I wear an Apple watch because it monitors my health and will report to 911 and my wife if I fall. It has a couple of processors, a high-density display, and more overall computing power than the rooms full of electronics that was the IBM 360/67 on which I learned to write Fortran IV programs on a mere 55 years ago.
I have Jack Kilby and Robert Noyce to thank for strapping that much computing power to my wrist. Those two engineers simultaneously invented the integrated circuit a bit over 70 years ago, a technology built on Shockley’s invention of the transistor that enables billions of solid state devices to sit on a piece of silicon smaller than a dime to create a supercomputer.
T.R. Reid, who among other things wrote about technology for the Washington Post wrote The Chip in 1989 (revised in 2007). The book tells the personal and professional stories of these two men and, perhaps most important, describes their character.
Kilby and Noyce were very different men, and both were serious engineers who were driven by a need to invent things, which led them to independently solve a terrible crisis created by the invention of the transistor. Vacuum tubes are bulky so creating complex circuits that requires a lot of them takes a lot of space.
Replacing the bulky vacuum tubes with transistors and other solid-state devices allowed such circuits to be built in a smaller space. However, reliably connecting those small electronic devices was nearly impossible, a problem that became known as the “tyranny of numbers.” The two inventors independently solved that problem by creating the integrated circuit that allows all the solid-state devices to be created and connected on one chip of silicon.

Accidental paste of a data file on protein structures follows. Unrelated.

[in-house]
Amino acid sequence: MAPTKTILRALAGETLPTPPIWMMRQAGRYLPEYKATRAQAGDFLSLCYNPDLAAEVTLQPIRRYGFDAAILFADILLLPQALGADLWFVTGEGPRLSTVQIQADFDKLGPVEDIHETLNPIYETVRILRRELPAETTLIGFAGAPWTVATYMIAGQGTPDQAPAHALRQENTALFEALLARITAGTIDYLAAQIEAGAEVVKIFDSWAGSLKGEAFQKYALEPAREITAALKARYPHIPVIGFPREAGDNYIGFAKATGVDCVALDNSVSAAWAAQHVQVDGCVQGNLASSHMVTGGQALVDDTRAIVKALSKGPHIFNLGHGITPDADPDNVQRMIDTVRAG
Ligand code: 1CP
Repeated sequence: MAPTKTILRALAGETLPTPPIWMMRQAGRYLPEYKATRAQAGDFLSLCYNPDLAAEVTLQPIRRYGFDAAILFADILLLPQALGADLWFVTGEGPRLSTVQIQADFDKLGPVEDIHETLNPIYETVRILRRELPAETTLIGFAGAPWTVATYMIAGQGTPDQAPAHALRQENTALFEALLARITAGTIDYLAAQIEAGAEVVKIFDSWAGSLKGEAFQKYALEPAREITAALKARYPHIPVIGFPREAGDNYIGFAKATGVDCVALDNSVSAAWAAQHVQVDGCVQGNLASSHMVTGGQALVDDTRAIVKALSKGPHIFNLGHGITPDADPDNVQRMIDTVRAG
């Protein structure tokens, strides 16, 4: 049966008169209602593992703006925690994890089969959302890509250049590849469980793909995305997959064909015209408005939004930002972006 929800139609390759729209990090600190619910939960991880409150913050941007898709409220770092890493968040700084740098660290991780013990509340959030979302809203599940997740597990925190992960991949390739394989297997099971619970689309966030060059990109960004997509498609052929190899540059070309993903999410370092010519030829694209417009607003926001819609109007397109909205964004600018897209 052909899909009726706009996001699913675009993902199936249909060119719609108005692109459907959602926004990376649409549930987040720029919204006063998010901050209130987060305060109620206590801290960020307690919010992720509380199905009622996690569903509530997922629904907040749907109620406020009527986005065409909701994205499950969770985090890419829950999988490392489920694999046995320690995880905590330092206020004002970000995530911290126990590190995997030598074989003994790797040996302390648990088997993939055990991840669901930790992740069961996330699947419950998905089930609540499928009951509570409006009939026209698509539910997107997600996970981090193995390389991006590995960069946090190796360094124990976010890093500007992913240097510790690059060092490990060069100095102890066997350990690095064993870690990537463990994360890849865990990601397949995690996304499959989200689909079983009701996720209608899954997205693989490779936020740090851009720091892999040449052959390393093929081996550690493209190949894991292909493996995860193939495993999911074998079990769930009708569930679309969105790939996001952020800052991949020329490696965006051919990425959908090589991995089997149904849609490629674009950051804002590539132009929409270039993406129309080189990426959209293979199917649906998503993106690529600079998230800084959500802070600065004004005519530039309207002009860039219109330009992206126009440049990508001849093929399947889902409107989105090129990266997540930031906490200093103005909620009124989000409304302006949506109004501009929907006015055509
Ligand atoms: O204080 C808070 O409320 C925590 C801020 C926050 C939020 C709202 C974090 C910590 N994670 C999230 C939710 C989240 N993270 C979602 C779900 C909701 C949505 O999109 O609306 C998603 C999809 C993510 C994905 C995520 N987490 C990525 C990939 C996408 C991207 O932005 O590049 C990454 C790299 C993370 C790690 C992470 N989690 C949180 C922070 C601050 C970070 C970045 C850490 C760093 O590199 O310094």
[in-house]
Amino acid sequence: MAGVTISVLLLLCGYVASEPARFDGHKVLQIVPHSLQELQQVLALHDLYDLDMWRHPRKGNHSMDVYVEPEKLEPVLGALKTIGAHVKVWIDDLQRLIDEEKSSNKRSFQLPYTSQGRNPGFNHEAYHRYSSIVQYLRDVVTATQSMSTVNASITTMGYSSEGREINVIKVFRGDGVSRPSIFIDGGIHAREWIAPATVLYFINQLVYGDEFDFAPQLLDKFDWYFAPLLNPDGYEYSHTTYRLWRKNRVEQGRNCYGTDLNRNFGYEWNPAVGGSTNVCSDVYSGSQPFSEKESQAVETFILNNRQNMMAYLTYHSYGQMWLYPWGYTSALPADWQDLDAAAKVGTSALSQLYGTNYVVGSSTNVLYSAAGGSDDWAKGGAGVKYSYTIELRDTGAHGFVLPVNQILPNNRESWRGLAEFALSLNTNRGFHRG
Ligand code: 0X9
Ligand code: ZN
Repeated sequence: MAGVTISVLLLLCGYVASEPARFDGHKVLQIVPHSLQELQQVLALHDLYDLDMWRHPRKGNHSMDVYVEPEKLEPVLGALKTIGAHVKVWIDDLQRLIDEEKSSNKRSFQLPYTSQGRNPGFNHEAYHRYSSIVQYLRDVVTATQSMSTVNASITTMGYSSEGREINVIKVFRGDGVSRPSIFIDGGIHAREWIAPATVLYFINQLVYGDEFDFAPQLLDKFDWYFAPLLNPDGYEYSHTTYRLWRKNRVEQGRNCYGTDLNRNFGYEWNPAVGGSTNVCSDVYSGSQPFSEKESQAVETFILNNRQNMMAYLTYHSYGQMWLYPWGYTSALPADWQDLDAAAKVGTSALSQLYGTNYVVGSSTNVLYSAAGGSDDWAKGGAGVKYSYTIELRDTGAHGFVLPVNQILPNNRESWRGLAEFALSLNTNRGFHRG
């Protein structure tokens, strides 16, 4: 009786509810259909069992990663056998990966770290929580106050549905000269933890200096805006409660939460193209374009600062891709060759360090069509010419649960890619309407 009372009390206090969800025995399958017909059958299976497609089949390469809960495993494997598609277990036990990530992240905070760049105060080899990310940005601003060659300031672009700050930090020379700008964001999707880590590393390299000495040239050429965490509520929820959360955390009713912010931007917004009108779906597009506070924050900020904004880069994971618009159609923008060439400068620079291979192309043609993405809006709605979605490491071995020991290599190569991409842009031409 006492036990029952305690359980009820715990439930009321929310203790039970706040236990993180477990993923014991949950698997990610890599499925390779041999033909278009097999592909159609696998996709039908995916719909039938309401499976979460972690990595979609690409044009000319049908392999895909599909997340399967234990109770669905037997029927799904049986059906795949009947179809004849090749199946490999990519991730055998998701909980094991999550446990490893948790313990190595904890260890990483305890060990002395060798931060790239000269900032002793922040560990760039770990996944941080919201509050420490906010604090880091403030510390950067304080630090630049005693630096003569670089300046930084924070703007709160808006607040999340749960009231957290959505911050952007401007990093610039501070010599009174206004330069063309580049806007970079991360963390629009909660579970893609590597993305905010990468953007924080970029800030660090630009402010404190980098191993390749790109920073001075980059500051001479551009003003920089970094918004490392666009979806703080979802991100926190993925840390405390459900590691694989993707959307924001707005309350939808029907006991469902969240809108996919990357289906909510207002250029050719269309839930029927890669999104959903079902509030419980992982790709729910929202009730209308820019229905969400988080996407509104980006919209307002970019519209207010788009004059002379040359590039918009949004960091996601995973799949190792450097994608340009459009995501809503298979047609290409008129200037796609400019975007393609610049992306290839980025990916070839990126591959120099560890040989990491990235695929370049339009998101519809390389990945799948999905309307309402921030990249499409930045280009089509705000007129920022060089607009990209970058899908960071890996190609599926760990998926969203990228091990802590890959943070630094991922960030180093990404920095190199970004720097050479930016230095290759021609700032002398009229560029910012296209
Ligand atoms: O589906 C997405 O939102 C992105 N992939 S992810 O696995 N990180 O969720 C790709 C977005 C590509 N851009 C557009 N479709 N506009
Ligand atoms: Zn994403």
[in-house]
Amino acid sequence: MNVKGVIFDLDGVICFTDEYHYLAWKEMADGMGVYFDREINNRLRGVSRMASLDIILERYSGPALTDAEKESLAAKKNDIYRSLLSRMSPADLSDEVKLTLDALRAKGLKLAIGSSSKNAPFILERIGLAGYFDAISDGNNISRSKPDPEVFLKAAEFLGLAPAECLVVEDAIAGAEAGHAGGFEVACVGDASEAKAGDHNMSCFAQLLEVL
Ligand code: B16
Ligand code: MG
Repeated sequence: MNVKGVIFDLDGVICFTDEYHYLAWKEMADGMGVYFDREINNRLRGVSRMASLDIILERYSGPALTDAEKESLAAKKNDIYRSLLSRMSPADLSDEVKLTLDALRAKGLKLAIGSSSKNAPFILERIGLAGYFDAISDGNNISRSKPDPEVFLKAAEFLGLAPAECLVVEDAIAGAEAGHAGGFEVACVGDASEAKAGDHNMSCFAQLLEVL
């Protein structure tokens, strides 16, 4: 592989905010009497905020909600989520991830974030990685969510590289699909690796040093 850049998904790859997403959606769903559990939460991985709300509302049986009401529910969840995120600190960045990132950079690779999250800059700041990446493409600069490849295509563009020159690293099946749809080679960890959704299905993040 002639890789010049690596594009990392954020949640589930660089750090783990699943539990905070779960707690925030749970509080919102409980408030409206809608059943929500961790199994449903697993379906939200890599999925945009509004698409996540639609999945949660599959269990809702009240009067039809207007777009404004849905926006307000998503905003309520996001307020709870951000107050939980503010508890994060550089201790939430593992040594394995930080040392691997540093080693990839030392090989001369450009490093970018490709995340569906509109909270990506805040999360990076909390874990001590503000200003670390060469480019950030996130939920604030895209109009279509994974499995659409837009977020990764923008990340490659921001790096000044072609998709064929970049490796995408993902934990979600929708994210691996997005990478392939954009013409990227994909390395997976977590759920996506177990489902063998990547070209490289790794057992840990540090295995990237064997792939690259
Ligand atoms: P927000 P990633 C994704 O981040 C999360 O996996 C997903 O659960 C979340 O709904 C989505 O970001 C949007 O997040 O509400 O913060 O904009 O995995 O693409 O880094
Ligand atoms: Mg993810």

A patent fight quickly erupted between Texas Instruments, where Kilby had done his magic, and Fairchild Semiconductor, where Noyce had done his. A settlement was reached after a prolonged legal battle, but the important result came from the two inventors.
Kilby and Noyce were gentlemen – something almost unheard of in today’s business environment – so when the smoke had cleared from the courtrooms and deposition hearing rooms the two men said they would prefer just to share credit for the historical invention.
And then they went on to invent other things and businesses and, for that matter the microchip industry. Reid’s book goes on to describe the creation of microprocessors, the Intel Corporation and the blossoming of Silicon Valley and the amazing technology industry that today we all take for granted.
When I was done reading the book, I decided that I would have preferred ending with the story at the invention of the integrated circuit because the book gets a little long-winded as Reid describes all the offshoots of the original invention.
But it’s a damned good book – well written and fun for anyone like me who has spent their career in the industry.